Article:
Scientists Turn Back the Clock, Make Skin Cells 30 Years Younger

Shot of a mature woman looking at herself in the bathroom mirrorhttp://

Shot of a mature woman looking at herself in the bathroom mirrorhttp://

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Researchers at the Babraham Research Institute have developed a new technique for rejuvenating skin cells, which can rewind the biological clock of patients by about 30 years.

Scientists may have discovered the secret to younger-looking skin. Researchers at the Babraham Research Institute, part of Cambridge University, have developed a new technique for rejuvenating skin cells, which can rewind the biological clock of patients by about 30 years. This research isn’t just about looks, either - it holds great potential for regenerative medicine and could be used to repair damaged cell types for many different diseases.

The Babraham Institute, established in 1993, is dedicated to studying the biology of health and aging. The Institute did some of the world’s earliest work on monoclonal antibodies and has developed a variety of commercialized products, including products now being developed by Crescendo Biologics, an anti-cancer therapy spinout of the Institute.

Beginning in 2007, researchers at Babraham began focusing on epigenetic aging. Scientist Shinya Yamanaka was the first scientist to turn normal cells into stem cells, a type of cell that can develop into another cell type. Yamanaka developed a full process for reprogramming cells, called maturation phase transient reprogramming (MPTR), which boosts collagen production and rejuvenates other aspects of the cells.

In this study, researchers tried to use Yamanaka’s process to turn skin cells into stem cells. They began by testing the technique on 53-year-old skin cells. However, they found that by cutting the process short, the old skin cells had not turned into stem cells, but had turned into a younger version of skin cells. The samples, rather than behaving like 53-year-old cells, were behaving as if they came from a 23-year-old.

By reprogramming the cells through MPTR, researchers could lessen chemical tags that indicate genomic age and alter the transcriptome gene readout of a cell. By these two metrics, reprogrammed cells were looking like cells that were 30 years younger than they actually were.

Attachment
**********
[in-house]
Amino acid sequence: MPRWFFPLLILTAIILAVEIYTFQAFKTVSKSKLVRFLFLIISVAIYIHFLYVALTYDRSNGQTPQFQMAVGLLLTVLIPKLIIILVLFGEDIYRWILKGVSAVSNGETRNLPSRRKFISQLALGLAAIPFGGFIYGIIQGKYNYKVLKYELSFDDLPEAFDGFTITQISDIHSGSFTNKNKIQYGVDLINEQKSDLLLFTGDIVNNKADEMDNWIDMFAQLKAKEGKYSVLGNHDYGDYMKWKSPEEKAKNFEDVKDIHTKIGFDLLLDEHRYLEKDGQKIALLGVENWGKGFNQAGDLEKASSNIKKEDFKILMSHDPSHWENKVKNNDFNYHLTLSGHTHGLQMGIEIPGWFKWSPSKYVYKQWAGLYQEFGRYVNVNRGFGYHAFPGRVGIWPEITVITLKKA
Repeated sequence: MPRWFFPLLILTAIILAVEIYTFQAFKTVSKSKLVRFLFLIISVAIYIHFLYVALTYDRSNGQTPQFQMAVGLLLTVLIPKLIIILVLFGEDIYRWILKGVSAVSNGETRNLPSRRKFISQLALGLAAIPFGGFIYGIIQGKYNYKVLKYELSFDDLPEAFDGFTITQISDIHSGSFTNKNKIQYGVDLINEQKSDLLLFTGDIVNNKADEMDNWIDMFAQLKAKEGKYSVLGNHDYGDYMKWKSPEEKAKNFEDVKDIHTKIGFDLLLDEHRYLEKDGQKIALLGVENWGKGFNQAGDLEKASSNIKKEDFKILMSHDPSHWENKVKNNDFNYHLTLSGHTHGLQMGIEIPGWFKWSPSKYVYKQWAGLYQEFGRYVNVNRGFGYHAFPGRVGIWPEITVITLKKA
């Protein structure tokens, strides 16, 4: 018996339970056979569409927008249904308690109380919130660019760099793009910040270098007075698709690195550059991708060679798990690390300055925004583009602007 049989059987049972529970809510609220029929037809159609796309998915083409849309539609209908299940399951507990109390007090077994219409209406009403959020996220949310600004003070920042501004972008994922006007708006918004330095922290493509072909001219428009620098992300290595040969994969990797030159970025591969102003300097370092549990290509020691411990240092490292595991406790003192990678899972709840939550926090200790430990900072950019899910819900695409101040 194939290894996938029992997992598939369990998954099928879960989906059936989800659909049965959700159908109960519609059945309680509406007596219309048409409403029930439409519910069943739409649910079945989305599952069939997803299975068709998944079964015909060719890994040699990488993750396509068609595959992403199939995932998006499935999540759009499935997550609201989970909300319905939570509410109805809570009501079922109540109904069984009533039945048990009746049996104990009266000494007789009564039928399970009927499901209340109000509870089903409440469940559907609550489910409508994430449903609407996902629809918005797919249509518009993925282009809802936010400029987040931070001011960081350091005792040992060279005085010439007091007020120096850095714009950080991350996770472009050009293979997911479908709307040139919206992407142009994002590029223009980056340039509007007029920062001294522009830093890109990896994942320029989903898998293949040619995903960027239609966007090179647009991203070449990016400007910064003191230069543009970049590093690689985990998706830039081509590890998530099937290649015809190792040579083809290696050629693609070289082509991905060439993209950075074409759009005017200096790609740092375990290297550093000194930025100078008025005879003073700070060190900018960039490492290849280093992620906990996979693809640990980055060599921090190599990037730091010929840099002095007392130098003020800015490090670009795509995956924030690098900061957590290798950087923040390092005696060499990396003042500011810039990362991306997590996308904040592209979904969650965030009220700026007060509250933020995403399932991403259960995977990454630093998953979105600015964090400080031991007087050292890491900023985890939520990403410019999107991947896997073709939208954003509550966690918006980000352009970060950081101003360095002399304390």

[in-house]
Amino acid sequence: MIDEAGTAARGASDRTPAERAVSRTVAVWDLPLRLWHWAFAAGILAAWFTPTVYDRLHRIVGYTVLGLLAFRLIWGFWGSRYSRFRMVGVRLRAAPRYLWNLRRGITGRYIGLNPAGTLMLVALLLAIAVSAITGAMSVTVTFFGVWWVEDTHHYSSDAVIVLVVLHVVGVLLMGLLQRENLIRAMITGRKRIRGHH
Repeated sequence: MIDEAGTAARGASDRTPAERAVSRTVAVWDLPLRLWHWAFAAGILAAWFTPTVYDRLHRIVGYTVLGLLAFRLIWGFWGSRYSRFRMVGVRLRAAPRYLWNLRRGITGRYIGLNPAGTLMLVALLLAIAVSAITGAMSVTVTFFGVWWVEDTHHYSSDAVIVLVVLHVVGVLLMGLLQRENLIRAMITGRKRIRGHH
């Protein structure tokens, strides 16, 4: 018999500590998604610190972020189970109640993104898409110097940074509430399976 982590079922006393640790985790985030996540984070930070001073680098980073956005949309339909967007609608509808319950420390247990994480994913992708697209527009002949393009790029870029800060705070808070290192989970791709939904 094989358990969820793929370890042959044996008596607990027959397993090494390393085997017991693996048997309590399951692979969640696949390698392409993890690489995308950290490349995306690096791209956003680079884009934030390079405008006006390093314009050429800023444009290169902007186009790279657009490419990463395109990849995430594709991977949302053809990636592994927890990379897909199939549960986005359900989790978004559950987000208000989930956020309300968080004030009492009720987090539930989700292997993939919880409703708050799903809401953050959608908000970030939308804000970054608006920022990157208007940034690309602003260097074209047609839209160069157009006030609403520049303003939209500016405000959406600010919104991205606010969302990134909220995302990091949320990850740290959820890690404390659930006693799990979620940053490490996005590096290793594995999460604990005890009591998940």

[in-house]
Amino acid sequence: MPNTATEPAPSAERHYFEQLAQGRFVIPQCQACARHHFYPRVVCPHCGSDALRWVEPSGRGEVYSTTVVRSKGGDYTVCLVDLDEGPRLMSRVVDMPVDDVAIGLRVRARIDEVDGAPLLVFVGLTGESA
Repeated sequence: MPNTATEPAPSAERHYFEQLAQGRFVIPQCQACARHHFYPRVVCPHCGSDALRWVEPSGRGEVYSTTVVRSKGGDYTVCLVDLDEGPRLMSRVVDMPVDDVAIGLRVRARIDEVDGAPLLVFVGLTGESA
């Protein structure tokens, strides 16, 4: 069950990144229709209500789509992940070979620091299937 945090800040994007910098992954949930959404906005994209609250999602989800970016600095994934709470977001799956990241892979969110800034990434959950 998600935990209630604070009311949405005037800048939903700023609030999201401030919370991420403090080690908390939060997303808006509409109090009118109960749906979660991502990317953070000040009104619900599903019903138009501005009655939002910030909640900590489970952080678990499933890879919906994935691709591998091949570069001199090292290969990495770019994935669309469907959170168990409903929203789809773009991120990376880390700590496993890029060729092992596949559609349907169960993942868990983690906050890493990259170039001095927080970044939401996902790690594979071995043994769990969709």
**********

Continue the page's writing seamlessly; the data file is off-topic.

“Excitingly, our method substantially rejuvenated multiple cellular attributes including the transcriptome, which was rejuvenated by around 30 years as measured by a novel transcriptome clock. The epigenome, including H3K9me3 histone methylation levels and the DNA methylation aging clock, was rejuvenated to a similar extent,” the publication’s abstract stated.

The results of the study were published in eLife, a life sciences journal. The publication noted that cosmetics aren’t the only application for this new therapy. Babraham researchers say this cellular therapy could be used to treat a variety of medical conditions. As newer cells produce more collagen, the treatment could help restore brittle bones, heal strained ligaments and tendons, heal skin wounds and provide structure to damaged tissue.

“The technique has been applied to genetically modified mice and there are some signs of rejuvenation. One study showed signs of a rejuvenated pancreas, which is interesting for its potential to tackle diabetes,” said Professor Wolf Reik, head of the team that conducted the research at the Babraham Institute.

Other aging diseases may also benefit from cellular de-aging. Alzheimer’s disease is associated with the APBA2 gene, a gene that was rejuvenated using the MPTR epigenetic therapy. Additionally, the MAF gene, which can lead to cataracts, also showed improvement with the anti-aging therapy.

“Our results represent a big step forward in our understanding of cell reprogramming. We have proved that cells can be rejuvenated without losing their function and that rejuvenation looks to restore some function to old cells. The fact that we also saw a reverse of aging indicators in genes associated with diseases is particularly promising for the future of this work,” said Dr. Diljeet Gill, a postdoc student at the Babraham Institute who worked on this project while completing a Ph.D.